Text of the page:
Magnetic field (dynamic)

Dynamic magnetic fields created by photons are responsible (along with dynamic electric fields) for the transmission of electromagnetic energy, such as visible light.

Dynamic magnetic fields
  • Photons are massless particles that carry electromagnetic energy. A photon is a quantum of light.
  • Although photons have no mass, they do have energy and momentum.
  • The dynamic magnetic fields produced by photons oscillate, meaning their strength varies between maximum and minimum values over time.
  • The oscillations of magnetic and accompanying electric fields causes light to propagate as a wave.
  • The frequency of the oscillation of the magnetic field and accompanying electric fields is the same as the frequency of the photon.
  • Dynamic electric fields and dynamic magnetic fields are two sides of the same coin.
  • A changing electric field creates a magnetic field, and a changing magnetic field creates an electric field. This is known as Faraday’s law of induction.
  • This relationship between electric and magnetic fields is what allows for the transmission of electromagnetic energy, such as visible light. When a photon is in motion, it creates a dynamic electric field. This electric field, in turn, creates a dynamic magnetic field. The two fields propagate through space together, carrying the energy of the photon.
  • The behaviour of electric and magnetic fields is described by Maxwell’s equations, a set of four fundamental equations that deal with electromagnetism.
Photon generation
  • When a charged particle accelerates, it emits electromagnetic radiation composed of photons.
  • Electromagnetic radiation encompasses light, radio waves, microwaves, X-rays, and gamma rays.
  • For example, in an incandescent light bulb, electrons are heated to a high temperature, leading them to accelerate and emit photons of visible light.
  • Electrons are the predominant type of charged particle that generates photons in light sources. They are found in numerous light sources, including the Sun, light bulbs, and even fireflies.
  • The frequency of emitted photons by an electron depends on its energy level. Electrons possessing higher energy emit photons with greater frequencies.
  • Photons can be generated by other means besides the acceleration of charged particles. For instance, photons can be produced through nuclear reactions and the decay of radioactive materials.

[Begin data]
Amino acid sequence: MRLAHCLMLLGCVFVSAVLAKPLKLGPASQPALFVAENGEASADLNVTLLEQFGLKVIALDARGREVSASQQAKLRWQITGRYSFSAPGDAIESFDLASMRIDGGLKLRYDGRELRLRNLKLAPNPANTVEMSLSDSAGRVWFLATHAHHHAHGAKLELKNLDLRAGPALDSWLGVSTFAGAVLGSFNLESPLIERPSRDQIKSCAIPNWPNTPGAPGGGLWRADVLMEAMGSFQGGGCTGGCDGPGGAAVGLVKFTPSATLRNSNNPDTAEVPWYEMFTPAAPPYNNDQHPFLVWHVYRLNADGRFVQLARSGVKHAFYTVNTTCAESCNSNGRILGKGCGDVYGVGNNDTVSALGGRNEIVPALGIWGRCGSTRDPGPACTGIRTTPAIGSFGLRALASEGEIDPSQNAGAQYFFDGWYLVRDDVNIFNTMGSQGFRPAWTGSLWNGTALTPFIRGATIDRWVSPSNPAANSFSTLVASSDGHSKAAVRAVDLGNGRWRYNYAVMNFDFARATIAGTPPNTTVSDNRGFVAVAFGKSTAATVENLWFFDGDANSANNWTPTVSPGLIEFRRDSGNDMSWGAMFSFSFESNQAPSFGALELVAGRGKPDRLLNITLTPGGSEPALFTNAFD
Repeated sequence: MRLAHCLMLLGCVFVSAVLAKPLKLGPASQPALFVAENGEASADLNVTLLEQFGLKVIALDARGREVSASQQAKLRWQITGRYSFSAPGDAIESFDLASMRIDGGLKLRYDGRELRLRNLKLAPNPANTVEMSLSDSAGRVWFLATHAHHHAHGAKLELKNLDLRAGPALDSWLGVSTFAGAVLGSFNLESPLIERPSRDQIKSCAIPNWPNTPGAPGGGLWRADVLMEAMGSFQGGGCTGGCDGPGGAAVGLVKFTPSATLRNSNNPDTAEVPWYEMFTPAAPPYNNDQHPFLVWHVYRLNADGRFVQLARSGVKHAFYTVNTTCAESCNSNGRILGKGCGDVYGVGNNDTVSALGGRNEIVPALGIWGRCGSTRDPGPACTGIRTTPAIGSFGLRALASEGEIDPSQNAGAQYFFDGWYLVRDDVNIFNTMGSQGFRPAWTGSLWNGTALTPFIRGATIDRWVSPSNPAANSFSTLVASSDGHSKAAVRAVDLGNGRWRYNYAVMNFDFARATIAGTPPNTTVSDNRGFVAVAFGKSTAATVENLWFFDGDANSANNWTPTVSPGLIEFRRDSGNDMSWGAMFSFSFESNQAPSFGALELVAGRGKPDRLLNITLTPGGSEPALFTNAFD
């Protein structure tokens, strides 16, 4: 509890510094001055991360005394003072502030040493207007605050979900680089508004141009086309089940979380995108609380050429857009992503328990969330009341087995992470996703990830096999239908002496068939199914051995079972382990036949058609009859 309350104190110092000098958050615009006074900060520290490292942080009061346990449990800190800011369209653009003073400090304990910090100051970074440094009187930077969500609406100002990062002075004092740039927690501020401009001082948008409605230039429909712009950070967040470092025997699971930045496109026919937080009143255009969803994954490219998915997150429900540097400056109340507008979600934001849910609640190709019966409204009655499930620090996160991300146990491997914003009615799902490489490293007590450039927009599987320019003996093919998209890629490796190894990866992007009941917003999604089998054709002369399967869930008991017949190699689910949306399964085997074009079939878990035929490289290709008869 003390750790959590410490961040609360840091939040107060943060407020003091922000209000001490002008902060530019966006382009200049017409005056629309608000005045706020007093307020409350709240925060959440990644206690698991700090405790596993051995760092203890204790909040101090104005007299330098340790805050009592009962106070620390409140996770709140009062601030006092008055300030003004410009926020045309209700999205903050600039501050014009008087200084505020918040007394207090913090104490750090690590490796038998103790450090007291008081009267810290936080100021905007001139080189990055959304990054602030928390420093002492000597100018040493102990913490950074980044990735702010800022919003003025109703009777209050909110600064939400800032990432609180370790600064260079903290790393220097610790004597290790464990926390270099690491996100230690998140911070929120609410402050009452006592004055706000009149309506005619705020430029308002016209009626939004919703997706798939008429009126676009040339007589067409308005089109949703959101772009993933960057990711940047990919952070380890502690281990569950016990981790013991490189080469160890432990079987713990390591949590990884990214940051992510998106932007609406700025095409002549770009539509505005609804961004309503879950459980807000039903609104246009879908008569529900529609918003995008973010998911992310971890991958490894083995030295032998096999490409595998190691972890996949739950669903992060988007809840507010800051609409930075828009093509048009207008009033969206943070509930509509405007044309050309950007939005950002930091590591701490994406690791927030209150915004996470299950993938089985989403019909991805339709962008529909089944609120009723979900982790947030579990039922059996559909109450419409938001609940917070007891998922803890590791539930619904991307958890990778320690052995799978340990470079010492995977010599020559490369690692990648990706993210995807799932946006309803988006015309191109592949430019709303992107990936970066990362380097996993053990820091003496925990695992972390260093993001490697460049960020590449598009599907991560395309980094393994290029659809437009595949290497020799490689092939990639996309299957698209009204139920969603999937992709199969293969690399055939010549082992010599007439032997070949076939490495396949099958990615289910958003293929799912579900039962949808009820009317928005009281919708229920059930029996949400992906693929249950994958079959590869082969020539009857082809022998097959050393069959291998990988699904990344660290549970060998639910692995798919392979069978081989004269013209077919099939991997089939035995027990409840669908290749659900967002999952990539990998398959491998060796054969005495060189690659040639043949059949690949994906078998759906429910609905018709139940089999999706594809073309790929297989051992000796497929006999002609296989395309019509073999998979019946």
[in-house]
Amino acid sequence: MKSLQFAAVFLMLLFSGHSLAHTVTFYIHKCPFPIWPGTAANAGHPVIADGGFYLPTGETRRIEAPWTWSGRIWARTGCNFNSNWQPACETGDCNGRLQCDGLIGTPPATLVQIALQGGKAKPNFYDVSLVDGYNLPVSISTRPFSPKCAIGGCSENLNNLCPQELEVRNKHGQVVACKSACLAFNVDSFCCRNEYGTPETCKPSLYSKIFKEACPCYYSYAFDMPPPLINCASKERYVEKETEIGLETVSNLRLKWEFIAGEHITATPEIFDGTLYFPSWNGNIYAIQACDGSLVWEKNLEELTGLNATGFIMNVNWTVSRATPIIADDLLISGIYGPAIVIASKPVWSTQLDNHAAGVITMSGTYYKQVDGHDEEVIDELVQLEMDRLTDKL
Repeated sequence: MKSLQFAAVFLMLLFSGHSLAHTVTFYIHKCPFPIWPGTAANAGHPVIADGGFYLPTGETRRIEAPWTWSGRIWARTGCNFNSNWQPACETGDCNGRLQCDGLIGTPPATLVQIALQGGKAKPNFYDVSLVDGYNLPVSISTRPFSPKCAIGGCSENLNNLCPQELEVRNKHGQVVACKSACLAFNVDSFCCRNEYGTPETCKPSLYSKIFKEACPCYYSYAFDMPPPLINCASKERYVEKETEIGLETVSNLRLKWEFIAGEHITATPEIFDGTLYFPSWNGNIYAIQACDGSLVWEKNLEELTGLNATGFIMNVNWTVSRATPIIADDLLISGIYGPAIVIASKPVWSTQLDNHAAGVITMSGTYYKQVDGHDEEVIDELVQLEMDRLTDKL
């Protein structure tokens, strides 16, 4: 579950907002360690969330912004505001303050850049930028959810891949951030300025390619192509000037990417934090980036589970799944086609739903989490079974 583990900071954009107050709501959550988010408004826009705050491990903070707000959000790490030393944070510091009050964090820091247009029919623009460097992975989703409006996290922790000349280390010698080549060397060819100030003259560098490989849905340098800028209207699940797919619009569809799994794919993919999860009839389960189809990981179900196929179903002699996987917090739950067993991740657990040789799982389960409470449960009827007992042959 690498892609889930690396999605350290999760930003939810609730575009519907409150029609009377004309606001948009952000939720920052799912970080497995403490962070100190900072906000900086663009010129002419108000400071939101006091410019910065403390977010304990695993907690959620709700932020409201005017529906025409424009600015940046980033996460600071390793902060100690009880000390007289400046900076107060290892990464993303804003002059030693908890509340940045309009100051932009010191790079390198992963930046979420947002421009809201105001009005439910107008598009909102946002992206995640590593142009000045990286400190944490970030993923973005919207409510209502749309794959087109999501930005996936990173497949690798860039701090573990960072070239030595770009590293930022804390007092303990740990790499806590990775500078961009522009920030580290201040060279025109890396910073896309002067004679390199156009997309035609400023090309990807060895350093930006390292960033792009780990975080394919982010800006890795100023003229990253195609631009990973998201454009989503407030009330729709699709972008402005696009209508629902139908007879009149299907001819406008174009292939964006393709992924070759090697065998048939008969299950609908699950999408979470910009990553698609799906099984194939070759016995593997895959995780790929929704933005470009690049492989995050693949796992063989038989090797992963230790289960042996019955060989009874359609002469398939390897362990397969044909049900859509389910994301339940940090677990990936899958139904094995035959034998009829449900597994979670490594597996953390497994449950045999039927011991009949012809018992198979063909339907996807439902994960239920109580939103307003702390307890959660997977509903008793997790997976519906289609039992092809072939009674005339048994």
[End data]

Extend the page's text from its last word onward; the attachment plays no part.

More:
Photon behaviour
  • As mentioned earlier, the acceleration of charged particles results in photons comprised of electric and magnetic fields.
  • Both fields exhibit dynamic behaviour, meaning their strength oscillates between maximum and minimum values over time (time-varying fields), and in phase with one another. This creates an oscillating pattern.
  • The oscillating wave motions of electric and magnetic fields are perpetually perpendicular to each other. If one is horizontal, the other is vertical. and magnetic fields are always at right angles to each other, so if one is horizontal then the other is vertical.
  • Their wave-like motion propagates through empty space at the speed of light.
  • The frequency of the electric and magnetic waves is consistently identical and is determined by the photon’s energy.
Deflection of electromagnetic waves
  •  Once an electromagnetic wave propagates outward, it cannot be deflected by an external electric or magnetic field. Once an electromagnetic wave radiates outward, it remains unaffected by an external electric or magnetic field.
  • This is because electromagnetic waves are massless particles that travel at the speed of light.
  • However, some exceptions exist to this rule.
    • For instance, if an electromagnetic wave passes through an immensely strong magnetic field, it may experience slight deflection.
    • Another exception is the deflection of electromagnetic waves by gravitational fields. However, the gravitational deflection of light is minuscule such as in the presence of objects like galaxies and black holes.
Dynamic electric and magnetic fields
  • Electric and magnetic fields of electromagnetic waves undergo changes over time.
  • One common example is a radio wave.
    • When a radio transmitter emits a signal, it generates an electromagnetic wave.
    • On reaching a receiver, the oscillating electric and magnetic fields prompt an electrical current to flow in the antenna.
    • This variation in fields enables the transmission and reception of information using electromagnetic waves.

A magnetic field is created when electric current flows. The greater the current the stronger the magnetic field.

  • Whilst an electric field is created by a change in voltage (charge), a magnetic field is created when electric current flows. The greater the current the stronger the magnetic field.
  • An electromagnetic wave is the result of the interaction of an electric and magnetic field because an electric field induces a magnetic field and a magnetic field induces an electric field.
  • An electromagnetic wave can be induced when either the charge of an electric field changes or when the current of a magnetic field changes or when they both change together.
  • The waveform, wavelength and frequency of an electromagnetic wave result from the rapid periodic succession of transitions between the electrical and magnetic components and the forward propagation of the wave through space.
  • When electric and magnetic fields come into contact to form electromagnetic waves they oscillate at right angles to one another.
  • The direction of propagation of an electromagnetic wave is at right angles to the electric and magnetic fields.